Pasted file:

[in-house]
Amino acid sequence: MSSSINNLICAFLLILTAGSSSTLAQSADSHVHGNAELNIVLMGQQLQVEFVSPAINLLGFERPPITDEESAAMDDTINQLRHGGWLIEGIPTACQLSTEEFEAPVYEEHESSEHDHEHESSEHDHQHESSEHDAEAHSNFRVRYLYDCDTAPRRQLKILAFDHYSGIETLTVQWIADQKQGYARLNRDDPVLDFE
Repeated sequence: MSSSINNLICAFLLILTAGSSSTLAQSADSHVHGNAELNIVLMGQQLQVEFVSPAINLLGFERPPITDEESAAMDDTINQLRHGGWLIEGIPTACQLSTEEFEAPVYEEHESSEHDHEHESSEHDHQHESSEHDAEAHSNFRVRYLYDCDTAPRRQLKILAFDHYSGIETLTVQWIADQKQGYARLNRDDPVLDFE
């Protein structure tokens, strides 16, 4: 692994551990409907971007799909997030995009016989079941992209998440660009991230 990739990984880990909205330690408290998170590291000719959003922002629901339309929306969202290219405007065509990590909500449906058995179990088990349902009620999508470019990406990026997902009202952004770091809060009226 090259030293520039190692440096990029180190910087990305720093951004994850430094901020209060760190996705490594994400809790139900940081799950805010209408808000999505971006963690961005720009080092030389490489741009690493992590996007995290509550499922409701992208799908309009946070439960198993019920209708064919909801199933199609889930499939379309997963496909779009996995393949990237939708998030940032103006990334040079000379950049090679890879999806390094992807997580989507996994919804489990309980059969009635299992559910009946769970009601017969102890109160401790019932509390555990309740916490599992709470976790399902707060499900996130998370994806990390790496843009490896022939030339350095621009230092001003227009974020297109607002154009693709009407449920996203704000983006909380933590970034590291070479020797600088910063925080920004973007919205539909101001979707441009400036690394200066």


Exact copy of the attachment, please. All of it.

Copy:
[in-house]
Amino acid sequence: MSSSINNLICAFLLILTAGSSSTLAQSADSHVHGNAELNIVLMGQQLQVEFVSPAINLLGFERPPITDEESAAMDDTINQLRHGGWLIEGIPTACQLSTEEFEAPVYEEHESSEHDHEHESSEHDHQHESSEHDAEAHSNFRVRYLYDCDTAPRRQLKILAFDHYSGIETLTVQWIADQKQGYARLNRDDPVLDFE
Repeated sequence: MSSSINNLICAFLLILTAGSSSTLAQSADSHVHGNAELNIVLMGQQLQVEFVSPAINLLGFERPPITDEESAAMDDTINQLRHGGWLIEGIPTACQLSTEEFEAPVYEEHESSEHDHEHESSEHDHQHESSEHDAEAHSNFRVRYLYDCDTAPRRQLKILAFDHYSGIETLTVQWIADQKQGYARLNRDDPVLDFE
């Protein structure tokens, strides 16, 4: 692994551990409907971007799909997030995009016989079941992209998440660009991230 990739990984880990909205330690408290998170590291000719959003922002629901339309929306969202290219405007065509990590909500449906058995179990088990349902009620999508470019990406990026997902009202952004770091809060009226 090259030293520039190692440096990029180190910087990305720093951004994850430094901020209060760190996705490594994400809790139900940081799950805010209408808000999505971006963690961005720009080092030389490489741009690493992590996007995290509550499922409701992208799908309009946070439960198993019920209708064919909801199933199609889930499939379309997963496909779009996995393949990237939708998030940032103006990334040079000379950049090679890879999806390094992807997580989507996994919804489990309980059969009635299992559910009946769970009601017969102890109160401790019932509390555990309740916490599992709470976790399902707060499900996130998370994806990390790496843009490896022939030339350095621009230092001003227009974020297109607002154009693709009407449920996203704000983006909380933590970034590291070479020797600088910063925080920004973007919205539909101001979707441009400036690394200066």